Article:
Who are the best user awareness training providers?

Gartner provides a good list of user awareness products offered by industry leading IT security companies. This is a good place to start looking for a quality user awareness solution. It’s also worthwhile to check if a vendor of your organization’s security software products provides any user-awareness training services as you may be able to get a discount as part of a bundle.

It is important to verify the security posture of any company you are considering as a partner / vendor. This should include reviewing any privacy policies, data-retention policies, and any available reports about the vendor’s compliance attestations. In general it is better to work with a company that provides documentation about their internal security policies and has achieved a formal compliance accreditation such as ISO-27001 or SOC-2. This is because as a vendor, they will be storing very sensitive information about your organization. In this case, the data they collect could be used to identify email addresses that represent a security weakness and could potentially be targeted to gain initial access to your network.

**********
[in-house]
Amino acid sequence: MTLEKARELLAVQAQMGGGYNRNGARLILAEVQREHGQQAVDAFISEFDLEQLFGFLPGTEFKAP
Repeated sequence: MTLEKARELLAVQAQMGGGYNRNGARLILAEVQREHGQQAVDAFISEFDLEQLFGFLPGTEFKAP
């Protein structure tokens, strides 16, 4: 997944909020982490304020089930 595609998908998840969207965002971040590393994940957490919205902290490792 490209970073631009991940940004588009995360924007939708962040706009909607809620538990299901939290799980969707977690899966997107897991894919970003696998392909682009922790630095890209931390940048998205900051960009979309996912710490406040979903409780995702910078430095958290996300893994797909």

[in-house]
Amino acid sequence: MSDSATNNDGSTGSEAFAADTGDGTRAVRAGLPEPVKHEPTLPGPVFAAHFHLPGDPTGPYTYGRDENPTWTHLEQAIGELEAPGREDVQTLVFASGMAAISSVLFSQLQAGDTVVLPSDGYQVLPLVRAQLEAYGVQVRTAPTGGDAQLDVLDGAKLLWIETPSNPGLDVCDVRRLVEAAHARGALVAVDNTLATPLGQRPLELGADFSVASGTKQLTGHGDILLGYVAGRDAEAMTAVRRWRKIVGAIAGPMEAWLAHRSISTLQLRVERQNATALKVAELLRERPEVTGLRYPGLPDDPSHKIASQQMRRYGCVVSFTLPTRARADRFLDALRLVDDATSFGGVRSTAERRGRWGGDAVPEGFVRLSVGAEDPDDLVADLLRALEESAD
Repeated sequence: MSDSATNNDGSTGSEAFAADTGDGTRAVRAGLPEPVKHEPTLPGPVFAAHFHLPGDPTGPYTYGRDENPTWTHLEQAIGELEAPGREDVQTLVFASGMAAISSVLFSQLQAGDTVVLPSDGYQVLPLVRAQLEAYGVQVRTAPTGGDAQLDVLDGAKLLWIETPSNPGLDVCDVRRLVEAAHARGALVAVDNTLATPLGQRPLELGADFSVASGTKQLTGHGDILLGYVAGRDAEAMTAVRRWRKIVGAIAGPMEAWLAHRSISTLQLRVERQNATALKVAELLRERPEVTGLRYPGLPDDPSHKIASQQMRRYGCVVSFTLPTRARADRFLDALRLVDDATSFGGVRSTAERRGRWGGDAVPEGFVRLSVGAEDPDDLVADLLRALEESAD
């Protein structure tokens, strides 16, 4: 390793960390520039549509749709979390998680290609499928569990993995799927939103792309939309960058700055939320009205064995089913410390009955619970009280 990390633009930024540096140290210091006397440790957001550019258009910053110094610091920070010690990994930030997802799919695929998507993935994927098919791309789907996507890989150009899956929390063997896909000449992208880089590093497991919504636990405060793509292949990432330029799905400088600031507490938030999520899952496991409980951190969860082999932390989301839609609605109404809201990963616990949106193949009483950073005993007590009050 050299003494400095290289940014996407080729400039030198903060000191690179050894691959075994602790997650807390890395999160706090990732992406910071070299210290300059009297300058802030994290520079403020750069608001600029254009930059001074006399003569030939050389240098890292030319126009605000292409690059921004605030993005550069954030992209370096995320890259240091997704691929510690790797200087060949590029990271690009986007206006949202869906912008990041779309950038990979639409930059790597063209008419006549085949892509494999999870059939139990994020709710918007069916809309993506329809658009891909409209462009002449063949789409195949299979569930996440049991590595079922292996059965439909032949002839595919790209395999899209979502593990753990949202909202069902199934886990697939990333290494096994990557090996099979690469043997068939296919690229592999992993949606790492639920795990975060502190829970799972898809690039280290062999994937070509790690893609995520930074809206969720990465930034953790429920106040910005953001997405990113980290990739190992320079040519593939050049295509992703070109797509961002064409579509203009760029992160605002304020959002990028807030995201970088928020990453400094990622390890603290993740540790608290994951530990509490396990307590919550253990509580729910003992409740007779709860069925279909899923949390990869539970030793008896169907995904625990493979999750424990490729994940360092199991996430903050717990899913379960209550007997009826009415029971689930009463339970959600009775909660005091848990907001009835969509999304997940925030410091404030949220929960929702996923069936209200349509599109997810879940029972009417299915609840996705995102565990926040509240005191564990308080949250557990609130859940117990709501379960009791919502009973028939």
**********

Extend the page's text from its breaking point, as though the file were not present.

Are their any security concerns with user awareness training?

Yes. There are clear security risks with implementing a user awareness training. The biggest concern is that they data collected represents potential weaknesses in your organization’s security posture. This means that if the user-awareness vendor does not control or restrict access to the data they collect properly, it could be stolen and used against the client.